Fan Pier, the part of the Seaport District closest to downtown Boston, has had a lot of development in recent years and I made this Fan Pier slideshow that shows the changes I have seen in the last few years as my commuter ferry passed by it. Fan Pier (part of Boston Wharf) used to look like this (1930) and now it looks more like this (2010).

The Boston Harbor Association
Massachusetts Water Resources Authority
     Swimming at Boston Harbor Beaches
Tide Chart Index
Boston Harbor Islands
The old Northern Ave. bridge operator's house
Boston By Boat
Commuter boat photos

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Boston memories

Trolleys

John Hancock
"plywood palace"

Ho Chi Minh
on gas tank?

Kenmore Square

Fenway Park

Harvard Square

John Hancock
Observatory

FAO Schwartz Bear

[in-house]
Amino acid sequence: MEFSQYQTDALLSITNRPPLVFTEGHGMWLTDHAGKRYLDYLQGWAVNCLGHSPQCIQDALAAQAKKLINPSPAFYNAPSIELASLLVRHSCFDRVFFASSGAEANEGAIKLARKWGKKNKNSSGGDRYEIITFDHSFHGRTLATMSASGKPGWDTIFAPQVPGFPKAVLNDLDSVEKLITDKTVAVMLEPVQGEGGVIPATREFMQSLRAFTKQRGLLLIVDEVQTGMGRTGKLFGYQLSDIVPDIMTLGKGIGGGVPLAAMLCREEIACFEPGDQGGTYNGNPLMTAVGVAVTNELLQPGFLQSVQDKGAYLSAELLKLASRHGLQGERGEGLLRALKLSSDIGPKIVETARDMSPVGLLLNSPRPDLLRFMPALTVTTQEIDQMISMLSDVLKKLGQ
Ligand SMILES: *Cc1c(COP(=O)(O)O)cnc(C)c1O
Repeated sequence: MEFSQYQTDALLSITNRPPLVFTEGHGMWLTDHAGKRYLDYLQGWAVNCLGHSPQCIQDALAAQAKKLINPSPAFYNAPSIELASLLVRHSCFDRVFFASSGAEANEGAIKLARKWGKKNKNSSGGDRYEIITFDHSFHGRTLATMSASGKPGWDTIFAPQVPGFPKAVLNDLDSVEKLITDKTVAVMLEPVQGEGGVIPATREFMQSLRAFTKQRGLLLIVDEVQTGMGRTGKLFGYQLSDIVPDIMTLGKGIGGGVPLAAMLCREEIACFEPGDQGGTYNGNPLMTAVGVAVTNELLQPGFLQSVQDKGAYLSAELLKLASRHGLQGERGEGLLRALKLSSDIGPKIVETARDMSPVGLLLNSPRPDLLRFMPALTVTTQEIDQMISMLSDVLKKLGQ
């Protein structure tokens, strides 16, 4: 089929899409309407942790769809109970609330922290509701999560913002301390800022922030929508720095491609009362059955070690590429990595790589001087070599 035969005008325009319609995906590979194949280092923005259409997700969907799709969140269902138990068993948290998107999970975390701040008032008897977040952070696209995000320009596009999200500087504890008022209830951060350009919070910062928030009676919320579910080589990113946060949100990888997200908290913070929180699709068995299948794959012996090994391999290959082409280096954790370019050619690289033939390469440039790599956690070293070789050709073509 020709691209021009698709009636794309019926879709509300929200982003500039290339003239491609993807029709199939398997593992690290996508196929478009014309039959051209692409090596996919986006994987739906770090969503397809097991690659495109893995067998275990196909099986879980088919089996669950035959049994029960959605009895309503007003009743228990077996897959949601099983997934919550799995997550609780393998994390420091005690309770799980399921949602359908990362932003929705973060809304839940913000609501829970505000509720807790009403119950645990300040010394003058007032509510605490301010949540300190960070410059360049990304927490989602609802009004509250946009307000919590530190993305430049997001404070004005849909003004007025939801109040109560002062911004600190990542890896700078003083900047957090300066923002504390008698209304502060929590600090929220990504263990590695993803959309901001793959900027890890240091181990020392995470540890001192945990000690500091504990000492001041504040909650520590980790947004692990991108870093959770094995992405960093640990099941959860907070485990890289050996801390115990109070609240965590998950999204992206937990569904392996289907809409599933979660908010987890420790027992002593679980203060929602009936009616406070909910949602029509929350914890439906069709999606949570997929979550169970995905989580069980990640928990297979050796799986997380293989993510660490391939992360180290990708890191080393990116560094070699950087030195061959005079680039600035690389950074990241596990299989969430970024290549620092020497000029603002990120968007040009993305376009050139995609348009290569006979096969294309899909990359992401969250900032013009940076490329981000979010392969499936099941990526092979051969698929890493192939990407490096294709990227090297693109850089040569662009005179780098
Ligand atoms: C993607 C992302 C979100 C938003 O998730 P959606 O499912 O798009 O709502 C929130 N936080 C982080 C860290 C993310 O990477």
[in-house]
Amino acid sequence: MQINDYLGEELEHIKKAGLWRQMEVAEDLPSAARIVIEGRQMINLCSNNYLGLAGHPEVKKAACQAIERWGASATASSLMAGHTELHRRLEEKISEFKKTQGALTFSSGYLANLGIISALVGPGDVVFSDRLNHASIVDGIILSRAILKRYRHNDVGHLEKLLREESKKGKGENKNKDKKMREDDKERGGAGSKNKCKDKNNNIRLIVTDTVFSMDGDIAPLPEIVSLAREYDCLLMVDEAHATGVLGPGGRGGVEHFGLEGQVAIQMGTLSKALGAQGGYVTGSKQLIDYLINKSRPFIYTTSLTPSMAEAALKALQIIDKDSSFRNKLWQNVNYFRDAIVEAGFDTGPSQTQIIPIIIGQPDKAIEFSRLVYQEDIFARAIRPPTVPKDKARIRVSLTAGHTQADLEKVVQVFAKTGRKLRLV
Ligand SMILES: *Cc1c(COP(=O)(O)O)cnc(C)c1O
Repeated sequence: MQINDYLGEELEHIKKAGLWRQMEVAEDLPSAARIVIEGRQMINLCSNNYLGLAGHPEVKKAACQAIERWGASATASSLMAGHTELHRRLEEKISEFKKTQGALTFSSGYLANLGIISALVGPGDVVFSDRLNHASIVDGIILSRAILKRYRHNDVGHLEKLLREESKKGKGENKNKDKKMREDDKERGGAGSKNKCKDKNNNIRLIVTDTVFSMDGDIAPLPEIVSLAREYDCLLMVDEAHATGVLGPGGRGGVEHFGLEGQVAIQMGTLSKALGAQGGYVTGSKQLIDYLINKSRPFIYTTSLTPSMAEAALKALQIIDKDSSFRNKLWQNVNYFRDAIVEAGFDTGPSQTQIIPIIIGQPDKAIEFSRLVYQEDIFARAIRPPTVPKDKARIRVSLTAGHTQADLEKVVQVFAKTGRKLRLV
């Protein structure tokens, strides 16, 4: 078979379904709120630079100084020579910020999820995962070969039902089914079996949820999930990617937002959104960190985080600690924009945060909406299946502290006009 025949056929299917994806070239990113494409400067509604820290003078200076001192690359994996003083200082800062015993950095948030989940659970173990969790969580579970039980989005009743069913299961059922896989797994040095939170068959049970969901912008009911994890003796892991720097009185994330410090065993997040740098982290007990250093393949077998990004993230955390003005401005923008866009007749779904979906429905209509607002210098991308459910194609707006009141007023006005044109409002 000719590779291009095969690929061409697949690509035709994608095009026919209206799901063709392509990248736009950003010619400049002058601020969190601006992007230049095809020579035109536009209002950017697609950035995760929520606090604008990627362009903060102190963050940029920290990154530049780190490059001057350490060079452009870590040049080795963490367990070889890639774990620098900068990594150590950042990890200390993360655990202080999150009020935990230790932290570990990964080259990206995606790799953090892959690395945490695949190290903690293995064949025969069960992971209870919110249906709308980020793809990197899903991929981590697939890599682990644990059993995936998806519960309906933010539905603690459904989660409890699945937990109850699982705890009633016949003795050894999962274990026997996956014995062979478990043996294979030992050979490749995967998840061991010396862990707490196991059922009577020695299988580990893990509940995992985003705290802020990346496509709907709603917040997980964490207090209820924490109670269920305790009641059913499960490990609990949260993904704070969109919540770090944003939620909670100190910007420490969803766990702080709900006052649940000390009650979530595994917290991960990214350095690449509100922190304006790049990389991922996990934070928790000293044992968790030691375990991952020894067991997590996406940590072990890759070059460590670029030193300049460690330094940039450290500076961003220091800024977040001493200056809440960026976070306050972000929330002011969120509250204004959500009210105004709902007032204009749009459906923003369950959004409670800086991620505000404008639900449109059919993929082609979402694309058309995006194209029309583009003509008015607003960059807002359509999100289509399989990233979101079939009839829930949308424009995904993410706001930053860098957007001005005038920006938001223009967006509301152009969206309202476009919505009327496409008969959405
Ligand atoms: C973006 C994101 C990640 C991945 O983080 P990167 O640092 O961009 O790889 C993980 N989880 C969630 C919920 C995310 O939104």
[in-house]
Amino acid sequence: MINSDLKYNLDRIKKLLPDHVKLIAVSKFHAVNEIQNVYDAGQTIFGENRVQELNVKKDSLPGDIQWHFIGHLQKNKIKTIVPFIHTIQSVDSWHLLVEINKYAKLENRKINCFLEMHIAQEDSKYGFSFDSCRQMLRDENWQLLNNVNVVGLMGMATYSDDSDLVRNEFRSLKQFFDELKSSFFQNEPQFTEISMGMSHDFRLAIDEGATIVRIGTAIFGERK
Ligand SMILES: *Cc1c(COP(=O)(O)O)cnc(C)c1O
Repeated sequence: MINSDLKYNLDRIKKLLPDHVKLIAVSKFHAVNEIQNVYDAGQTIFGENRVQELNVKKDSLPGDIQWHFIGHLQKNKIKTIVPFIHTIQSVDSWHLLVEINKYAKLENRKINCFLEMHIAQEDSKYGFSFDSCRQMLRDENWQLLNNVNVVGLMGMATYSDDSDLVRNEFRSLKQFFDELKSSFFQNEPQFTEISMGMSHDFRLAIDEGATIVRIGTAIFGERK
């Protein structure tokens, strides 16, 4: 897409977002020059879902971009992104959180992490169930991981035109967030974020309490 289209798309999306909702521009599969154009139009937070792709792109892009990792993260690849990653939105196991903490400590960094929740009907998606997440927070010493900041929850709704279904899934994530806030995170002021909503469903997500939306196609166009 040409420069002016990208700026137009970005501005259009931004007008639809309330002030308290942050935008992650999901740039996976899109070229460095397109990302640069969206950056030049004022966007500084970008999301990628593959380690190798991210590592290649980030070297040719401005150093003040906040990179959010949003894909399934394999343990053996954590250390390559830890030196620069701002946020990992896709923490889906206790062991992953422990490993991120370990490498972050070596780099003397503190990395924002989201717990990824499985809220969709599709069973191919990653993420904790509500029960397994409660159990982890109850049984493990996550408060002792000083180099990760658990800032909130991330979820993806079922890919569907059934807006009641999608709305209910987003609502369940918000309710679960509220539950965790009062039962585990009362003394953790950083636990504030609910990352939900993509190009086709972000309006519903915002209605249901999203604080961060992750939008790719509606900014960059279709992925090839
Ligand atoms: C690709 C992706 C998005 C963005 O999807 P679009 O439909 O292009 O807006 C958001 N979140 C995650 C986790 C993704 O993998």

I have lived in Metro-Boston since I came here for college in 1973. My first apartment was on Beacon Street near Cleveland Circle. To get to school, or anywhere in the city on public transportation, I took the Green Line trolleys (some of which were actually orange in those days).  "More than a feeling", a wonderful article in The Boston Globe Magazine1 by a writer who's early memories of Boston are similar to mine, contained the rhyme at the top that corresponds to the weather forecasting light on top of the old John Hancock building. In 1972, the year before I came to Boston, the old Hancock building had become overshadowed by the new, all glass John Hancock Tower (history), and the new building was having problems with windows falling out and crashing onto the streets below. Until the problem was solved there were many sheets of plywood replacing missing panes of glass and the building was referred to as the "Plywood  Palace." Twenty years later Robert Campbell, the Pulitzer Prize winning architecture critic of The Boston Globe, wrote a great article about all this in the Globe, " Builder Faced Bigger Crisis Than Falling Windows," and he also described the problems that occurred when the foundation for the tower, which was built in the ground fill of the Back Bay, created structural problems for Trinity Church across the street. Once in the mid-70s when I was in Copley Square I stepped inside Trinity Church to look around, and the treasurer of the church happened to be there and he showed me that if I stood in a particular spot and looked up into the corner of the room I could see the sky outside because the walls had separated from the stress of the Hancock construction. The Campbell article also has a good description of the damper system used in the tower to prevent the building from swaying too much in the wind. Because of its central location, the observatory on the 60th floor of the tower, still the tallest building in New England, provides some of the best aerial views of Boston, but unfortunately it has been closed since 9/11.